proceeds of financial assets are used for expenditures in nominal terms. Therefore, performance expressed in
real terms may be useful only for analytical purposes and not for comparison with nominal budget expenditures.
Furthermore, if the country has low and stable inflation, performance measurement in nominal local currency
terms is not significantly biased by high levels of domestic inflation. In the case of a savings SWF, an objective
of maintaining the purchasing power of the SWF in domestic currency (i.e., a real return target) would suggest
that performance be measured in real terms. An objective of maintaining the external purchasing power of the
SWF would suggest choosing a basket of currencies as a numeraire and measuring the performance in terms of
this currency basket (McCauley, 2008).
assets that would tend to offset the
adverse impact of lower commodity Figure 2. Correlation between Fuel Prices and the
prices on the fiscal accounts.17 The Value of the U.S. Dollar
ideal assets would be those that
are likely to display very low or 200
negative correlation to the owner 180
country’s business cycle. Hence, 160
the SAA will be biased toward 140
Nominal Effective Exchange Rate of the US$, 2000=100
assets of countries that move 120
counter-cyclically to the owner 100
country, such as U.S. dollar assets 80
in the case of SWFs of oil 60
exporting countries (Figure 2). 40
Nonetheless, these assets should 20 Commodity Fuel Index, 2005 = 100
also offer attractive valuation, 0
income, and long-term growth
fundamentals in their own right.
Source: IMF: WEO and IFS.
Finally, a stabilization fund
should be invested in shorter duration assets, as the resources of this type of SWF may need
to be used in the short to medium term.
VI. ILLUSTRATIVE APPLICATION 18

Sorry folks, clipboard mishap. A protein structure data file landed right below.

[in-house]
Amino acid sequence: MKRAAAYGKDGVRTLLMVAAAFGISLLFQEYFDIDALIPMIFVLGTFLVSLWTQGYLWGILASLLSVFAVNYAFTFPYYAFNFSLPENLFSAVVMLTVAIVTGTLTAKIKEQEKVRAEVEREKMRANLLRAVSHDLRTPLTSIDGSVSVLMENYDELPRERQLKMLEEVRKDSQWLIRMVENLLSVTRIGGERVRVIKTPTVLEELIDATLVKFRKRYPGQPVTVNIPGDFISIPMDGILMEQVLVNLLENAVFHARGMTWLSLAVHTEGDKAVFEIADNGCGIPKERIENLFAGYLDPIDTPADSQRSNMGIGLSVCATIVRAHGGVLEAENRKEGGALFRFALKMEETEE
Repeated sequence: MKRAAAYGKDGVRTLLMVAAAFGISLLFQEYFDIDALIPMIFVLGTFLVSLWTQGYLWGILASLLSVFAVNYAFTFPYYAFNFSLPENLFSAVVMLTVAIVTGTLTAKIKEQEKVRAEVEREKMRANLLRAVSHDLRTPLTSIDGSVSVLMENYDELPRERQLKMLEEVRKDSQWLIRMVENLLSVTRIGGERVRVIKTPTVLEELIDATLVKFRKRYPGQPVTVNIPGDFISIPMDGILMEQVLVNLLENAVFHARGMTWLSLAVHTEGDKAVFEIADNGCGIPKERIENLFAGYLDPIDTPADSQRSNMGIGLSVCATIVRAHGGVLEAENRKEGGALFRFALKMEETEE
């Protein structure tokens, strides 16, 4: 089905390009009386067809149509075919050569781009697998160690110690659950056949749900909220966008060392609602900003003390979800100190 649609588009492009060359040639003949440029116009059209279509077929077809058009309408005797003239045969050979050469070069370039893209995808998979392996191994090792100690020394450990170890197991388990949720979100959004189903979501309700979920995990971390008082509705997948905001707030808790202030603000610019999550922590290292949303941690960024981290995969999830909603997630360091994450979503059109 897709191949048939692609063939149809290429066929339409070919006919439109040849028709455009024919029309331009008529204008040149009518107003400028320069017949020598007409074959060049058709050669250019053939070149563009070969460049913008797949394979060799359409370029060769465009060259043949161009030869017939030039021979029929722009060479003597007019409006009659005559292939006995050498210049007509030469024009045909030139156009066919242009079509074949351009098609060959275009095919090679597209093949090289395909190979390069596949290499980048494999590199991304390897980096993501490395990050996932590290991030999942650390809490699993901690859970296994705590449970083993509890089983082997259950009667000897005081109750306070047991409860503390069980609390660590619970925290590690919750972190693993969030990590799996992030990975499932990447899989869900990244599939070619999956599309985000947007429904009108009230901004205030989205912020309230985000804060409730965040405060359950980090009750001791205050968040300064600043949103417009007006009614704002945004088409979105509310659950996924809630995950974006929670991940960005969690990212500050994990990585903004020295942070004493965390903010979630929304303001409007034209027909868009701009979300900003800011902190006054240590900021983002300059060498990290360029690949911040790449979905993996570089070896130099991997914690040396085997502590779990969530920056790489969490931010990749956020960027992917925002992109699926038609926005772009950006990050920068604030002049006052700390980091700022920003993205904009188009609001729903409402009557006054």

We present a methodology for the assessment of the management of SWFs and their macro-
financial linkages, the salient features of the SAA optimization and an illustrative portfolio
optimization model output.
The base for many SAA models is the Markowitz model. In its basic form, the model
examines the interactions between asset classes and chooses combinations that minimize the
volatility (standard deviation) proxying the risk for a given level of expected return.
The standard Markowitz model uses three inputs to determine an optimal portfolio: expected
return, standard deviation, and correlations between various asset classes. The expected
return is often treated as a single point estimate, but in reality, is the expected mean of a
distribution, which in the Markowitz model is assumed to be normal. Hence, in the model
used for this illustration we have produced uncertainty bands to recognize the fact that the
In other words, when commodity prices are high (and the stabilization SWF’s returns lower by construction)
and if k 3 percent of GDP is allocated for bank capitalization, the lower returns from the stabilization SAA will
This section uses an optimizer developed by Ryan Bubley and Rod Babineau.
model parameters are estimates and have varying degrees of uncertainty. The model thus
provides both an optimal return and a worst-case return for comparison.
The model is extremely sensitive to the inputs, suggesting that a large amount of time,
research and discussion should be committed to choosing them.
Expected Return. The expected return, which is effectively the mean of the distribution of
potential returns for the asset class, is a long-term assumption. There are a number of ways to
choose this input, each having merits and flaws. Some possibilities are:
Long-term historical data works relatively well for well-established and mature asset
classes, such as U.S. equities. However, regardless of how long a data set is used, it is
ultimately backward-looking and potentially of limited use for SAA purposes if
current data deviate significantly from historical averages. Moreover, for asset classes
that are less established or for countries where there has been a major economic event
like a credit default or an exchange rate regime change, this data could be
meaningless as a forward-looking tool.
Risk premium model. Based on a basic long-run expectation for inflation in a given
country, one can use historical risk premiums to build expected returns for most asset
classes. This method is easier to implement for publicly traded securities like stocks
and bonds, but can also be applied to private asset classes.
GDP growth model. One of the key fundamental drivers of stock prices is corporate
earnings growth. Over a long period of time, there is a strong correlation between
corporate earnings growth and real GDP growth, as the same factors that drive
business growth also drive GDP growth.19 To obtain an expected return using this